My son turns 18 this month and will graduate from high school in June. Like his older sister, he applied to a range of schools – public and private, near and far. This means our family is once again “baring all” as we apply for financial aid.
If your family has never been through the process, it can be daunting. It would be terrific if every school required the exact same information at exactly the same time. But there is no single road map to follow – each school sets its own deadlines, requests different information and may ask for that information in a range of formats. There is nothing like firsthand experience to fully appreciate my clients’ angst as they navigate this process each year. This is our family’s third year applying for aid and I still find it challenging.
Much is asked of the students and parents – and it can feel very invasive. But if you need the aid – and given the current cost of college as high as $65,000 annually for a 4-year private college – you need to play by the rules. Questions about parent & student income as well as parent & student assets require full disclosure with accurate answers that can be verified by the IRS and/or the college. There are unfamiliar terms to learn (e.g., FAFSA, CSS Profile, EFC, FM, IM, IDOC and more). Most of the data entry requires online access. It is important to understand what is required, when it is required and why it is required.
What if you think your family will not qualify for aid? Clients who have saved significantly for college educations - or who have significant income - are often surprised when I suggest they apply for aid. Not all aid is need-based. Most merit aid requires that students and their parents complete the FAFSA to even be considered for merit aid. I know many students who received a generous grant/scholarship even when their family could easily afford to pay the full cost of 4 years of college.
All students (and parents, if the student is a dependent) seeking financial aid must complete the FAFSA (Free Application for Federal Student Aid). The FAFSA is the official form used to request federal, state and school assistance to pay for college (www.fafsa.ed.gov). Most students submit the FAFSA online although it is possible to submit it via mail. FAFSA becomes available every January 1st; students are encouraged to submit it early (January or February). This requires having a good estimate of your prior year taxes.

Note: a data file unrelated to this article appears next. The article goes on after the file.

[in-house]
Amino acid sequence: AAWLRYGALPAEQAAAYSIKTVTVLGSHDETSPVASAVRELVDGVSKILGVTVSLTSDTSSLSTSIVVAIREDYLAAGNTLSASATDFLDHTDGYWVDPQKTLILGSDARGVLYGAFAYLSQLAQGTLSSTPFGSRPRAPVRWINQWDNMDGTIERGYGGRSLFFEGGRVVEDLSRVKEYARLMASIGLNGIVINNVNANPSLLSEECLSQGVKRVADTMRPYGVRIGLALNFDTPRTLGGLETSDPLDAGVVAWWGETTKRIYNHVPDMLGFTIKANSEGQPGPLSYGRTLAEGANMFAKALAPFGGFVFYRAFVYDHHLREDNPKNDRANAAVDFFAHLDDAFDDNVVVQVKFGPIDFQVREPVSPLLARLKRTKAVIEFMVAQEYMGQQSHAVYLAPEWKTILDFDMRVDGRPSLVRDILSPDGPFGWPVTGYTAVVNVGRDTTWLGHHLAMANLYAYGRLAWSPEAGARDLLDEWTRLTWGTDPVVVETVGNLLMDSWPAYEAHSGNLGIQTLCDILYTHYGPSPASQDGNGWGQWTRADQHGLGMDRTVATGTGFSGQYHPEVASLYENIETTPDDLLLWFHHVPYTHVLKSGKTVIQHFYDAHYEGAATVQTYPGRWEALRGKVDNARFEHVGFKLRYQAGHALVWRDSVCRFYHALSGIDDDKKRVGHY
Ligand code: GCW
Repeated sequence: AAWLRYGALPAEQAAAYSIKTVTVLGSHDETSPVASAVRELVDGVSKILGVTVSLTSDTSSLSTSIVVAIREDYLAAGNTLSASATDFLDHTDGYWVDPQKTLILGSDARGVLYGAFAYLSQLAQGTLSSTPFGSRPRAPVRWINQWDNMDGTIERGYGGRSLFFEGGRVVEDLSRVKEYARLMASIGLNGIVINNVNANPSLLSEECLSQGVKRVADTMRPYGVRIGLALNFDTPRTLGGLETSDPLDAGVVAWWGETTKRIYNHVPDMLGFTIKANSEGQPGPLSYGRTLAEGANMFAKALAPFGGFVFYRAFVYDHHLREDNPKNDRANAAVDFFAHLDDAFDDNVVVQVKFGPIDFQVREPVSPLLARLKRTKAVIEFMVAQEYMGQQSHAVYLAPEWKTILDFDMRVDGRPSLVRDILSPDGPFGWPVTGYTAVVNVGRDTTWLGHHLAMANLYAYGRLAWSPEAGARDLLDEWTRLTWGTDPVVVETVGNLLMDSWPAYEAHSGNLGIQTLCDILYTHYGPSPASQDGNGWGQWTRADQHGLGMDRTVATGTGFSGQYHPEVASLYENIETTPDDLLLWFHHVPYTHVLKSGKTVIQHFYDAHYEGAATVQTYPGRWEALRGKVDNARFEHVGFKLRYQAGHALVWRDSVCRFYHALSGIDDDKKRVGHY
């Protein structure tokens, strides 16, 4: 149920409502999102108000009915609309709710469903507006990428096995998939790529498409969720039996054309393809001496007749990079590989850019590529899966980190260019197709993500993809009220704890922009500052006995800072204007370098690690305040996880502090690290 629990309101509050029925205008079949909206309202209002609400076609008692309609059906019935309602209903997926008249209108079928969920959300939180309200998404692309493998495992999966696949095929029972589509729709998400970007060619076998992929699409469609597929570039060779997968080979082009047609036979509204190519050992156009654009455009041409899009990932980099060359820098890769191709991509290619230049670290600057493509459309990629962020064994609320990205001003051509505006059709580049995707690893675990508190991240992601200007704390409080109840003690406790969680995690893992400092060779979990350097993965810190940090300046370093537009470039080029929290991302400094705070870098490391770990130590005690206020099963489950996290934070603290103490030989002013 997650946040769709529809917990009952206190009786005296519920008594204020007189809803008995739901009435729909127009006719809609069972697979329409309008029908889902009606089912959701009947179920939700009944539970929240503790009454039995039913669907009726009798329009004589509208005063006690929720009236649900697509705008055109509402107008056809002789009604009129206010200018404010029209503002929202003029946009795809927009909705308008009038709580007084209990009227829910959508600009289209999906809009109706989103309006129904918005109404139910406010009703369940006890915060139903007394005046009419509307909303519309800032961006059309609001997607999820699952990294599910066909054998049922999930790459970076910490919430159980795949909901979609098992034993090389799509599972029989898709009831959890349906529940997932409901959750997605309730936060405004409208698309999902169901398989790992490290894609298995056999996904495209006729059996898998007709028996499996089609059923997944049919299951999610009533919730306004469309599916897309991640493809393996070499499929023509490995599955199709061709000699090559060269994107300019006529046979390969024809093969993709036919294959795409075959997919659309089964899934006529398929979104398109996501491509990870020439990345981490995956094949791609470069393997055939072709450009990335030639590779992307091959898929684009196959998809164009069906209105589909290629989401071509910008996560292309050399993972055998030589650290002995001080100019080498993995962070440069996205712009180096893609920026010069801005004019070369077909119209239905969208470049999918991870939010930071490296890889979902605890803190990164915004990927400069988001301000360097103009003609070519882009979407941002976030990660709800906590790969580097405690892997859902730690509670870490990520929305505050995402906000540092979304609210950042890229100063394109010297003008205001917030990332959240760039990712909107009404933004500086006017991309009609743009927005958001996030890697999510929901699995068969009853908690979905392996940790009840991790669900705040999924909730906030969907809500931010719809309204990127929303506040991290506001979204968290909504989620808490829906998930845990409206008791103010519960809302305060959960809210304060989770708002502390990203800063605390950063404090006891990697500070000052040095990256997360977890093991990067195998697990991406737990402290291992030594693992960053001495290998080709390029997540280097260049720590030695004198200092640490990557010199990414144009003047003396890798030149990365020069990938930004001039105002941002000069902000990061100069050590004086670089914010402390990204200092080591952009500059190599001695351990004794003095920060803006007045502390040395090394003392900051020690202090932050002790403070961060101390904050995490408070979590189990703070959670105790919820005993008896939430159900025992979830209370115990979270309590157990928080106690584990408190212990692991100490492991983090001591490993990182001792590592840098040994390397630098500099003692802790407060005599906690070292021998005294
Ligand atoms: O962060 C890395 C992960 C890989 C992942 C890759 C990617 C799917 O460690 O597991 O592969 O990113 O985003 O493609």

FAFSA asks questions to determine a student’s level of financial need. It takes into account the family size, number of family members in college, and taxable and nontaxable income. Based on the information submitted, a Student Aid Report (SAR) is produced, an estimate of what the student and parents are expected to pay out of pocket for the student’s college expenses. This is known as the Expected Family Contribution (EFC) using the Federal Methodology (FM). The federal government, each college the student is applies to, and the state where the colleges is located all use the FAFSA to determine how much financial aid to grant to each student applying for aid.
In addition, some private colleges also require completion of the CSS/Financial Aid Profile (or a school-specific questionnaire). This is far more comprehensive and includes a wide range of family assets including family farms and home equity. It also assumes the student will work part time to pay for college expenses. The formula used is known as Institutional Methodology (IM). The CSS Profile is administered by the College Board (https://student.collegeboard.org/css-financial-aid-profile). It is rare that the EFC using the Federal Methodology will be the same as the EFC using IM.
Schools that currently require the CSS Profile: https://profileonline.collegeboard.org/prf/PXRemotePartInstitutionServlet/PXRemotePartInstitutionServlet.srv
Each year more information is requested, and questions are added or changed. Some colleges ask how many cars you own, including make, model and year. Some ask about trusts, something that was not required to be disclosed until recently. The rules have recently changed regarding divorced parents; most colleges now require disclosure by both parents, custodial and non-custodial.
If your child applies Early Decision or Early Action (deadlines = November 1 or November 15), preliminary financial aid applications are due at the same time. Many parents overlook these early deadlines. Regular decision applications (January 1, January 15 or February 1) usually require filing for financial aid by February 1, February 15 or even March 1 - well before you may complete your taxes for the previous tax year. So it is important to gather your tax documents and develop a reliable estimate well before April 15th. You will need to update your tax information before any aid package is final.
I think one of the biggest challenges is keeping track of each and every deadline. This must be a mutual process with your child. Colleges communicate with student applicants directly - yet it is usually the parents who navigate the financial aid maze. It is far too common that critical emails - with reminders about deadlines and information not yet received – are never passed along to parents. The students either don’t notice the emails (since many rarely use email much anymore) or fail to recognize their importance.
More information will be forthcoming, so stay tuned. If you have a child in high school, NOW is the time to begin researching college costs and funding options – and to set realistic expectations for your child.
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